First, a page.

The fish farm industry is trying to decrease its reliance on fish for fish feed. The vast majority of aquaculture production on the global scale involves omnivorous species such as carp, catfish, and tilapia), which can be raised on feeds using very little or no fishmeal. A portion of the fishmeal used in fish feeds for highly carnivorous species comes from the trimmings and discards of commercial species.
More studies are being done concerning shifts in feed composition using poultry and vegetable oils as substitutes for fish protein and oil. However this use of land-based feed ingredients results in a decrease of the Omega 3 fish oils in the farmed fish (although in some cases a 'washing out' of the terrestrial oils can be achieved with a short period of feeding with marine oils prior to harvest). The current reluctance to further reduce fishmeal and marine oils in the commercial diets of species such as the salmonids and shrimps is based not so much on technical difficulties as on consumer resistance to the taste and health qualities of vegetarian fish. In the long term, alternative sources of long-chain Omega 3 fatty acids (the most difficult ingredient to acquire from non-fish sources) may be developed from zooplankton or microalgal origins.
Other problems with aquaculture include the potential for increasing the spread of unwanted invasive species, as farmed species are often not native to the area in which they are being farmed. When these species escape, as tilapia has done in Florida due to flooding, they can compete with native species and damage ecosystems. Another problem is the spread of introduced parasites, pests, and diseases.
While the negative impacts of some aquaculture on the environment have been widely publicized, the positive environmental effects of aquaculture are often overlooked. For example, many aquacultured species are highly sensitive to water quality conditions and aquaculture farmers often notice the effects of pollution or reductions in water quality before other authorities. Aquaculture businesses have a vested interest in clean waterways, in that a reduction in water quality has a direct effect on their production rates and financial profitability. Appropriate aquacultural development can serve as 'canaries' for the health of waterways, with farms often conducting very regular and quite sophisticated monitoring of their aquatic environment.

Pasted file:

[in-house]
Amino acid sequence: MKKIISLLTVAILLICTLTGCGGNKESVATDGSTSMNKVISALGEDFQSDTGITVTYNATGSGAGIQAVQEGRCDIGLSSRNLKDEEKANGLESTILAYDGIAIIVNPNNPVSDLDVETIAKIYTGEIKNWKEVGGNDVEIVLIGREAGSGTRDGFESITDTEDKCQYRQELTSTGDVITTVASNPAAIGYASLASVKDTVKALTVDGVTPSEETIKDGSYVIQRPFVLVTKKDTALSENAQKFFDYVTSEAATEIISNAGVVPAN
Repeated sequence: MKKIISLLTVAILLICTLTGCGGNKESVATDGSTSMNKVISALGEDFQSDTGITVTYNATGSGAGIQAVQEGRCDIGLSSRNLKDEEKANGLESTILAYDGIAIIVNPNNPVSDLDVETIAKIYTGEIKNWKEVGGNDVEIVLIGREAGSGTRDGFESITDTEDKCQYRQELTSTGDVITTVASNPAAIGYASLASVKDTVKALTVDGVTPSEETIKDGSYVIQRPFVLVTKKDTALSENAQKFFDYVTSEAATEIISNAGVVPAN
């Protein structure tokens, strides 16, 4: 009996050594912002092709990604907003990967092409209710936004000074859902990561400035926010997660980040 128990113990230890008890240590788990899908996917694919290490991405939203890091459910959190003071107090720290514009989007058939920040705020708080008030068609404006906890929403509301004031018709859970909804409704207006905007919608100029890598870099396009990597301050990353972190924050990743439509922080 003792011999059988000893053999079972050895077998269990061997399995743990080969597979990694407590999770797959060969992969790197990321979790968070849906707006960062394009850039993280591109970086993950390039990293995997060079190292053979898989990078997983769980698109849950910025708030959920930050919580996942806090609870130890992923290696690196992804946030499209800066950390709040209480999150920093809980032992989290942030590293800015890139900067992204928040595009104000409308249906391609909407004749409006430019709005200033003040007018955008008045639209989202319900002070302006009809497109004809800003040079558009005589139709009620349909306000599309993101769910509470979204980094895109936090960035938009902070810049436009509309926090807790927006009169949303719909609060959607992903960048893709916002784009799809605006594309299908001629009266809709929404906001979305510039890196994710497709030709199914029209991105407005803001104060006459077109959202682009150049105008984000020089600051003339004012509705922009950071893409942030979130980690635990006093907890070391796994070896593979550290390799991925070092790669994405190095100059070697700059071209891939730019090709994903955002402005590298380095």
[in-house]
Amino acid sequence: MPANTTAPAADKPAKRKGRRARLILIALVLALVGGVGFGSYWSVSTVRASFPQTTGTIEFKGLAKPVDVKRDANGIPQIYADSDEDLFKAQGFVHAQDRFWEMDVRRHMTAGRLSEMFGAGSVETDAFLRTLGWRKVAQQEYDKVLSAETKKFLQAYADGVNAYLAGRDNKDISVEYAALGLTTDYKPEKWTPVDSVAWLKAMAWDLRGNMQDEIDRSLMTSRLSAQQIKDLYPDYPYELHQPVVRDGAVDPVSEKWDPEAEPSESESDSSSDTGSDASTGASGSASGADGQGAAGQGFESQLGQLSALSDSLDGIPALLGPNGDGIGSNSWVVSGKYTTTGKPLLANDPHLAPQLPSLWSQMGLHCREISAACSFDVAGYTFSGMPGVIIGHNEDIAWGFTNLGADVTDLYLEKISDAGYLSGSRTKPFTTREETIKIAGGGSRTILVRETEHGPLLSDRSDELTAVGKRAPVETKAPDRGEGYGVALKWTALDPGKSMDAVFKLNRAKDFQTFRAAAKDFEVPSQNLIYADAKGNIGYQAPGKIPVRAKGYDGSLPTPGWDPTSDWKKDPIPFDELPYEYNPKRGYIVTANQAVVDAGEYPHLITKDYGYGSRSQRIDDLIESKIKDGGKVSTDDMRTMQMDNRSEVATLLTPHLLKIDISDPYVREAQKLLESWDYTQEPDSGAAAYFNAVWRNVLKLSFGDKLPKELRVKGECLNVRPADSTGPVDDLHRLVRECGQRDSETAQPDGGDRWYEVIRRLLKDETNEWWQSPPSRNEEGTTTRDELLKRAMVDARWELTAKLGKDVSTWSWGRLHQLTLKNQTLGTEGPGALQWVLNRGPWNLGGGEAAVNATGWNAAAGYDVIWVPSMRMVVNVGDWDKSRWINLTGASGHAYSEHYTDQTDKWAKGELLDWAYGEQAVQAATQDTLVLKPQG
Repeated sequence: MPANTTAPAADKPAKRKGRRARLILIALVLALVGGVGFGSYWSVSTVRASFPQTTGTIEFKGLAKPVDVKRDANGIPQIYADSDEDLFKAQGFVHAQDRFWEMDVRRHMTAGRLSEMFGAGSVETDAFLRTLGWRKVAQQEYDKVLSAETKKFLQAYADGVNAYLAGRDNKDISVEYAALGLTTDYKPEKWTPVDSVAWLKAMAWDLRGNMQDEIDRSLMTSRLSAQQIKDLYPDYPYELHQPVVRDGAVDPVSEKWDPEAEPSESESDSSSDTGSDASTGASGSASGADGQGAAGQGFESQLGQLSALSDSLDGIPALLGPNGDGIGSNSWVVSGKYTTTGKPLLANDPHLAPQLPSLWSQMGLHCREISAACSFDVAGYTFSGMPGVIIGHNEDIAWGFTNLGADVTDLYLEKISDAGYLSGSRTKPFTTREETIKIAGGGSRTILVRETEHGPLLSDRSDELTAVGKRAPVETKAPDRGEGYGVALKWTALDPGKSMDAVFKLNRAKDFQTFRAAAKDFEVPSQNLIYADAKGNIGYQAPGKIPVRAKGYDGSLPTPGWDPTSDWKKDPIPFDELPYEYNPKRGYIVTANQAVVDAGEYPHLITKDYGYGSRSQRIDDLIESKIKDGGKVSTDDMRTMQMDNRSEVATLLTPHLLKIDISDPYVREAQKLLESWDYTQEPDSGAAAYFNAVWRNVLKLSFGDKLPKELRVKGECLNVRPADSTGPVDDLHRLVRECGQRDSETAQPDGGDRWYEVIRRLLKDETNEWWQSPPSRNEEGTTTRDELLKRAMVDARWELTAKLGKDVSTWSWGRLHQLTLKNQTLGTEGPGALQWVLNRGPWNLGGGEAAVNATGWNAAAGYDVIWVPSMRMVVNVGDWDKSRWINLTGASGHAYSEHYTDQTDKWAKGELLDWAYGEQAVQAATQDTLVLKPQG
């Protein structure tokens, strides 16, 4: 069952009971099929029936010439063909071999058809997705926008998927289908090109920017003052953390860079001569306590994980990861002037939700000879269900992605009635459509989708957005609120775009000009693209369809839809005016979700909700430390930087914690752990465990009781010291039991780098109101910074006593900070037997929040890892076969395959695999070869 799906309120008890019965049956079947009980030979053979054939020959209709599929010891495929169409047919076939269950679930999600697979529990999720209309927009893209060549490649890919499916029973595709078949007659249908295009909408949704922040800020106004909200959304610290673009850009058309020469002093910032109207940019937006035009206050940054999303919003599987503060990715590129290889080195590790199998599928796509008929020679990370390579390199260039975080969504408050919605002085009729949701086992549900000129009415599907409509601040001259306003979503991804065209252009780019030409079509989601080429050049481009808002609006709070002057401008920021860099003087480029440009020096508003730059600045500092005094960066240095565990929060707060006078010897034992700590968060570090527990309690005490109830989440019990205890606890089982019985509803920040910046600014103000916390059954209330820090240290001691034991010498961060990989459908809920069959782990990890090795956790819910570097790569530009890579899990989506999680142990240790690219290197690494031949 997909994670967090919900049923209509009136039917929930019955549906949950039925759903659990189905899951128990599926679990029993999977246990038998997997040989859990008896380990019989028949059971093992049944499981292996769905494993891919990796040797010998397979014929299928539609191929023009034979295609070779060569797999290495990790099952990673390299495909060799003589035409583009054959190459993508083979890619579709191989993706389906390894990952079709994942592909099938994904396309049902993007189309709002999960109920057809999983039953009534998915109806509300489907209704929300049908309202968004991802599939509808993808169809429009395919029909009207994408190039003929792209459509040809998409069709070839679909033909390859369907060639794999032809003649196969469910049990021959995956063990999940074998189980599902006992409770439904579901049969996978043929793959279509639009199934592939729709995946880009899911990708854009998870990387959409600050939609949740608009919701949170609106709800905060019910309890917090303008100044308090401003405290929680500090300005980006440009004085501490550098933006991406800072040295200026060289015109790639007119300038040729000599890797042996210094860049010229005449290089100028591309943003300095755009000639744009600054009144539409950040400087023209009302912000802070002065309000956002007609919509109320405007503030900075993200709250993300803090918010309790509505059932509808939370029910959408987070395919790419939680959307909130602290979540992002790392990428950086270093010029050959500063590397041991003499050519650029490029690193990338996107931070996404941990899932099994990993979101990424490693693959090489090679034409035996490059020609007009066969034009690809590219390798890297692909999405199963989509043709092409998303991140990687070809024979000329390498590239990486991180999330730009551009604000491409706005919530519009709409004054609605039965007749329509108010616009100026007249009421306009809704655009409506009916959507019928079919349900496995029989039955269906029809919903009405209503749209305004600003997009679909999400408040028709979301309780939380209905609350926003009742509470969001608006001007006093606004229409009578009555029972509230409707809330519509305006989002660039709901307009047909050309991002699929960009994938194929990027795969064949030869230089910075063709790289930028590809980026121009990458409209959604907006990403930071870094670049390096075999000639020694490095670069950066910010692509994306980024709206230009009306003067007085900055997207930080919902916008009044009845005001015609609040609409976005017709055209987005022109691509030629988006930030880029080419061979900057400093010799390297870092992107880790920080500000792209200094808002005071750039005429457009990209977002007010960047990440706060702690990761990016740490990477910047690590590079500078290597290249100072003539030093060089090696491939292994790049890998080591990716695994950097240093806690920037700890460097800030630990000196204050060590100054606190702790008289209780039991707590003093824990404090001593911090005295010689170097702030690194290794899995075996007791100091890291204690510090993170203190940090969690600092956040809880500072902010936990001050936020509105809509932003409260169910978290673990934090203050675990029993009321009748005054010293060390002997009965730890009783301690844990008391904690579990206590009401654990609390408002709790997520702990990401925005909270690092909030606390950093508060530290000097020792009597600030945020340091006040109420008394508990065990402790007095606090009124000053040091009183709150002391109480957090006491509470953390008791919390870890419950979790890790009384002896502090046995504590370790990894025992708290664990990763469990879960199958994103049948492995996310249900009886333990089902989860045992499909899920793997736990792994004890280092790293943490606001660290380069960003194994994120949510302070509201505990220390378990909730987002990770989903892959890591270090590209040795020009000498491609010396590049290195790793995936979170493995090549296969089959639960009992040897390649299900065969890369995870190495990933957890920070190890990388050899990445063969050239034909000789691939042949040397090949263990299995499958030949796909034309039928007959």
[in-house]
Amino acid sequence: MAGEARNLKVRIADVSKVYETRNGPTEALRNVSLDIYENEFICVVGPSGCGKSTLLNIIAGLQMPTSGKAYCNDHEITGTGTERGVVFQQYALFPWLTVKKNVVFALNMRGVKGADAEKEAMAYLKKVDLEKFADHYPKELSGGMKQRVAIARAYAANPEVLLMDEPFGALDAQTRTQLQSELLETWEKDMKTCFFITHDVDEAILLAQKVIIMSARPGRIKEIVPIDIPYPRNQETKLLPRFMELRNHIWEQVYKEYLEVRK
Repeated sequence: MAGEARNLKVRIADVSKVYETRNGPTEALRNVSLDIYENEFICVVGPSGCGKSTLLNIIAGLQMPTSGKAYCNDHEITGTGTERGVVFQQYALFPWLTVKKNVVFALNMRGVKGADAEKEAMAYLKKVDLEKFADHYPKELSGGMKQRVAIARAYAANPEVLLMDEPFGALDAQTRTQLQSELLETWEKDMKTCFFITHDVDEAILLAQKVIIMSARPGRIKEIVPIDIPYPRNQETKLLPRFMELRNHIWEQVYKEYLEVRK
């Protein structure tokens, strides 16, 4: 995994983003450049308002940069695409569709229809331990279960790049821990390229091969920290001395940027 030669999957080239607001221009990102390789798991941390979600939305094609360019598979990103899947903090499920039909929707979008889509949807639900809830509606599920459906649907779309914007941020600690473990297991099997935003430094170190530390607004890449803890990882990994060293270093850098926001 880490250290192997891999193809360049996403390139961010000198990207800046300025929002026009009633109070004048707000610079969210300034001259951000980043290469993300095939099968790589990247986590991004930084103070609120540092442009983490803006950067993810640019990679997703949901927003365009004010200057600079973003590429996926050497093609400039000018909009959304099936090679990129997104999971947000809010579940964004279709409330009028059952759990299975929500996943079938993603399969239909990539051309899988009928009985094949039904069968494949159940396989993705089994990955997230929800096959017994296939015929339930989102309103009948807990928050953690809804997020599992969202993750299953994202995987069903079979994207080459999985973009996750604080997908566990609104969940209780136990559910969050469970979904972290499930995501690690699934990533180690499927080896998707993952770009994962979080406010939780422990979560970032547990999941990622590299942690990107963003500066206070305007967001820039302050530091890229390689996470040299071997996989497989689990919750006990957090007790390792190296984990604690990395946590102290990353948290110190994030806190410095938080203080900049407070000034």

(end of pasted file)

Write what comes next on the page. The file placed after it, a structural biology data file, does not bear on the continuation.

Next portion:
The Future of Aquaculture
Aquaculture seems to be developing is two different ways.
One way is toward further development and spread of the large, highly technical farms—agrobusiness factory farms&mdas;capable of producing a million pounds of aquatic organisms each year. These farms specialize in cultivation and are able to process and market their own product. Although there is some debate about the quality of fish raised in such large systems, it is clear that these farms can produce ever larger volumes of fish. Globally, five companies own the great majority of these large farms.
The second trend is toward further spread and development of networks of smaller farms requiring less technology and therefore less capital investment than the factory fish farms. These smaller farms tend to market their product locally or in cooperation with other small farmers. These farms raise a greater diversity of crops and they integrate fish farming with the other crops. The wastewater, for example, may be used to raise vegetables and other cash crops. The small farms have to rely on pumped water and may have to build marshes where the water can be purified naturally before being pumped back into the tanks or ponds.
Much more work must be done in order to harmonize the intensive production of fish and the environment. Large-scale aquaculture is still a new and undeveloped industry when compared to terrestrial agriculture. Only a few species (some salmonoids, Pacific white shrimp, and possibly several species each of catfish, carp, and tilapia) are currently on their way to becoming true domesticated aquabuisiness species in the way that poultry, beef, and pork have long been. While the aquaculture industry is still only a small way into the development curve, the inherent biological characteristics of aquatic animals bode well for the future contribution of aquatic farming to living standards and the environment.